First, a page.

Charges likely to be upgraded against man accused of setting wife on fire, Albany council approves Palace transfer plan, more Troy political drama

Charges likely to be upgraded for Schenectady man accused of setting his wife on fire
Antonio Bargallo -- the Schenectady man accused of setting his wife on fire in their home Saturday -- is being held without bail and is likely to face upgraded charges later this week (he's currently facing charges that include attempted murder). Said a neighbor of Elizabeth Gonzalez, who died of her injuries Sunday, to the Gazette: "She was a beautiful woman." And one of Gonzalez's sons of the situation, to News10: "That man took everything from me and my little brother that man took a lot. No matter how I want to turn it off, he's still my father." [TU] [Daily Gazette] [News10]

Palace transfer plan approved
The Albany Common Council voted 12-3 in favor of a proposal to transfer ownership of the Palace Theater to the non-profit org that runs for the venue for $750,000 paid to the city over 30 years -- the proposal also calls for a community benefits plan to be included in the deal. (The Palace is planning a large renovation and expansion, and the org says it needs to have ownership of the building to move forward.) [TU]

March madness
+ The Siena men's basketball team narrowly missed out on a trip to the NCAA tournament, losing to Iona 87-86 in overtime in the MAAC tournament final at the TU Center Monday night. [TU]
+ The UAlbany men's team advanced to the final of the America East tournament with 63-56 win at Stony Brook Monday night. The Great Danes will face Vermont in Burlington Saturday morning with a spot in the NCAA tournament on the line. [UAlbany]

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Troy fire
An intense fire engulfed an apartment building on 4th Street in downtown Troy overnight (map). [Troy Record]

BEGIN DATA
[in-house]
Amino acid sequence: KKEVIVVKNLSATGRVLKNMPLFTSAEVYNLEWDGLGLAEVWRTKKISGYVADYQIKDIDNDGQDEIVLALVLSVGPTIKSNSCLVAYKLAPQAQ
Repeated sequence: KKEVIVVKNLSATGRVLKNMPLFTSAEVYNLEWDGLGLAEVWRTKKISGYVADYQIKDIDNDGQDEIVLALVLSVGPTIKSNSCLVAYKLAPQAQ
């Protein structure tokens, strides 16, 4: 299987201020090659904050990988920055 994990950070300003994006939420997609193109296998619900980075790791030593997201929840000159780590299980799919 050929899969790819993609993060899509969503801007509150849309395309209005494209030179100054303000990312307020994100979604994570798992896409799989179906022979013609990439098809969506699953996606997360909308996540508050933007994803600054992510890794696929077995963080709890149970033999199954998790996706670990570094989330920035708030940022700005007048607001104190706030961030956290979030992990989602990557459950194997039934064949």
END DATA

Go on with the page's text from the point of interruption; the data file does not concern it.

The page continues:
Troy political drama
Mark Robarge picks through the latest Troy political drama: "Just when you thought things couldn't get any stranger around City Floor, leave it to the Republican majority on the Troy City Council to lower the bar to unprecedented depths of dysfunction." [Troy Record]

Albany mayoral race
Frank Commisso Jr. is set to officially announce he's running for mayor of Albany on Thursday. [Frank Commisso Jr Facebook]

Colonie supervisor race
Albany County legislator Frank Mauriello is set to be the Republican challenger to incumbent Democrat Paula Mahan in the Colonie supervisor race. [TU]

27 years as mayor
Round Lake village mayor Dixie Lee Sacks is stepping down at the end of this month after 27 years in the job: "I want to take a break before they plant me in the ground." [Daily Gazette] [TU]

State of Albany County
Among the topics in Dan McCoy's state of the county address: social services, the county nursing home, opioids, and consolidating 911 dispatch. [TU] [WNYT]

A look at the push for state funding to help people avoid home foreclosure. [Daily Gazette]

Medical marijuana
A lawsuit filed -- and then withdrawn -- by one of the companies not originally picked to a medical marijuana license alleged that decisions made in the first round of licensing were made in part based on political considerations. [TU+]